Blog

Throwback Thursday #12 – TV Memories


Lauren is running the time machine this week and she is taking us back to the days of black and white television (at least for me). Click through to her post to read the rules and join in.

This week’s prompt is: TV Memories. Here’s what she had to say:

For those of us old enough to remember, the 1950’s were a time when people were transitioning from the radio to television as a means of entertainment. People sat around in the living room, watching the one television they owned. Most often it was a large box with a grainy black and white picture. Think back to the first TV shows you remember watching.

Was watching television a part of your family entertainment? Was it used as a partial babysitter? Do you remember specific shows you liked as a kid? Did you need to take turns with your siblings to choose what was watched, or did the parents have all the control? Were you around in the pre-remote-control days? Whose job was it to change channels? Were you a Saturday morning cartoon junkie? Which was your favorite show? Were you warned about sitting too close to the TV? Did you ever bug your parents to buy you some item advertised repeatedly on a program you watched? Do you ever watch reruns of the shows from your childhood?


I have written about my introduction to television several times. For recent followers, suffice it to say initially we had only one television – black and white of course – and we only received one station.

There were certain times of day the television was strictly for the adults. First when the morning farm report was broadcast, then anytime the news came on.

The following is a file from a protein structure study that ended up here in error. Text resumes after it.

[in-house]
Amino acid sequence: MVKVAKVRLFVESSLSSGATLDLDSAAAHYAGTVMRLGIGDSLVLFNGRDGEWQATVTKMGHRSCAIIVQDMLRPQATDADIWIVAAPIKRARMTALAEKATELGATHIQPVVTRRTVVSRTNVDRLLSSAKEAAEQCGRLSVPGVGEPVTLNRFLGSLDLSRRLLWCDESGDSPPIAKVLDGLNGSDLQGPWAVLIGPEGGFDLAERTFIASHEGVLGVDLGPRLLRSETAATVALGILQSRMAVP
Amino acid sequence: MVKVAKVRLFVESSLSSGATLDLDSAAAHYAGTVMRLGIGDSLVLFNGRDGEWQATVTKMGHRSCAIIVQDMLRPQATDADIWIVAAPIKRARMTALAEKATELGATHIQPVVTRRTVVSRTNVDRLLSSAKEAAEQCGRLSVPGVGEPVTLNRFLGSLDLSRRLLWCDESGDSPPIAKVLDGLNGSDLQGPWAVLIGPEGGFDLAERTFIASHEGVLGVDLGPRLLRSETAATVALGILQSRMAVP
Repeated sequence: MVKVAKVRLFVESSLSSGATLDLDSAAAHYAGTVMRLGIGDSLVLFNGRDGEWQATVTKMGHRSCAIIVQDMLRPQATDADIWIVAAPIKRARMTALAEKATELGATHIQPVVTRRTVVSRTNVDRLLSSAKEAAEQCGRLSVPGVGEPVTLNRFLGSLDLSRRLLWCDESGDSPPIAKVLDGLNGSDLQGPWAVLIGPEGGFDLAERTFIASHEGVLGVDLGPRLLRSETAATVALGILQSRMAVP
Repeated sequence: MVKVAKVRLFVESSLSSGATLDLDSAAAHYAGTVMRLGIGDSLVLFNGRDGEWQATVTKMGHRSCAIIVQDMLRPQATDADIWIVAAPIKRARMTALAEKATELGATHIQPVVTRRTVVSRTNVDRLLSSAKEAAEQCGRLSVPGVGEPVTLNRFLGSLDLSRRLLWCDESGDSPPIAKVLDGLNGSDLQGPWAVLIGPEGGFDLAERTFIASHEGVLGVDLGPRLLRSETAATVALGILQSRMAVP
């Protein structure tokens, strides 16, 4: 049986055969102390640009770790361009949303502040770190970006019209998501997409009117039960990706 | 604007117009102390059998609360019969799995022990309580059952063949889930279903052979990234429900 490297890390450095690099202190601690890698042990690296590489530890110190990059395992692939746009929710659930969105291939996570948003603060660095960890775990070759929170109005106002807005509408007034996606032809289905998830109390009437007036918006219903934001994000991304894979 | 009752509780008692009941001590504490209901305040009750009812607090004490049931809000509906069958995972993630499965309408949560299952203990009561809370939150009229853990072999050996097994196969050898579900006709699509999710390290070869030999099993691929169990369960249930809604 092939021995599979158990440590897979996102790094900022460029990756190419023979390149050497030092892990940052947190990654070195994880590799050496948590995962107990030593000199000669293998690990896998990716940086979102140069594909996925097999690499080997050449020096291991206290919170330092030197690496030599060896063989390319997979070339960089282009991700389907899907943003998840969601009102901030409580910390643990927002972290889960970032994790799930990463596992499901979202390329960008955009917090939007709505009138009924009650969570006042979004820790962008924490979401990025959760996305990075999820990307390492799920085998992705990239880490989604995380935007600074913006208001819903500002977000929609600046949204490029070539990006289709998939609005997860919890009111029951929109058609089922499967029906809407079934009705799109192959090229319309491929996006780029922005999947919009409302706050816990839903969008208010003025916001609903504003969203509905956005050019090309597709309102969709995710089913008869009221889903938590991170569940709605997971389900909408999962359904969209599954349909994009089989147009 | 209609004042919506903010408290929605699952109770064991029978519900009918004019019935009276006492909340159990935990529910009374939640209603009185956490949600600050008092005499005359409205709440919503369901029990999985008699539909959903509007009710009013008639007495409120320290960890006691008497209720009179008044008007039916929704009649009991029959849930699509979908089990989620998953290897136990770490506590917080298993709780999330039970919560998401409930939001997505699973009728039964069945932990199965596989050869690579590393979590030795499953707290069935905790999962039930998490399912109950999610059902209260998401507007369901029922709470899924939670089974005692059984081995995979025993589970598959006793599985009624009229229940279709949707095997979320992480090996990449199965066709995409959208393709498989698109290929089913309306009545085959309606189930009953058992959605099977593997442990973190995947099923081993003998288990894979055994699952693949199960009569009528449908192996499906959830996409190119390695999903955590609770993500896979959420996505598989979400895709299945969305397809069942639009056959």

There were other shows the adults were more interested in, but I watched along just the same. The first was Sing Along with Mitch. Now in my head, this is where we saw “follow the bouncing ball” but I discovered there was no bouncing ball in this show. I am not the only one who thought it was there! We all gathered around the tv and sang along regardless. Here’s an old clip:

On Sunday Night (or was it Saturday?) my grandmother always watched the Lawrence Welk Show. I was not a fan of Welk, but I did enjoy the Lennon Sisters. My grandmother loved it though. Maybe this is where I picked up my love of the music from this era.

Some of the earliest shows I remember watching were McKeever and the Colonel, Flipper, Fury, Car 54 Where Are You, My Mother the Car, Mister Terrific, Mister Ed, Disney, Dobie Gillis, The Patty Duke Show, The Flying Nun, Lassie.

One of my very favorite shows was Topper – a show about a couple and their Saint Bernard who were killed in an avalanche and came back as ghosts. It was THE BEST but I am sure not too sophisticated by today’s standards.

My favorite game show was only on for one year I think. It was a hidden picture game show called Camouflage.

So many shows would follow and it would take forever to post them all. I loved shows that included music like Ozzie & Harriet (in hopes Ricky would sing at the end), the Monkees, Bandstand, Soul Train, and Where the Action Is.

Action shows ranged from Buck Rogers to Zorro to The Lone Ranger to Time Tunnel to Lost in Space to The Avengers to The Man from U.N.C.L.E.

Drama shows like Ben Casey, Dr. Kildare, The Fugitive, Perry Mason, T.H.E. Cat, and Highway Patrol were all family favorites.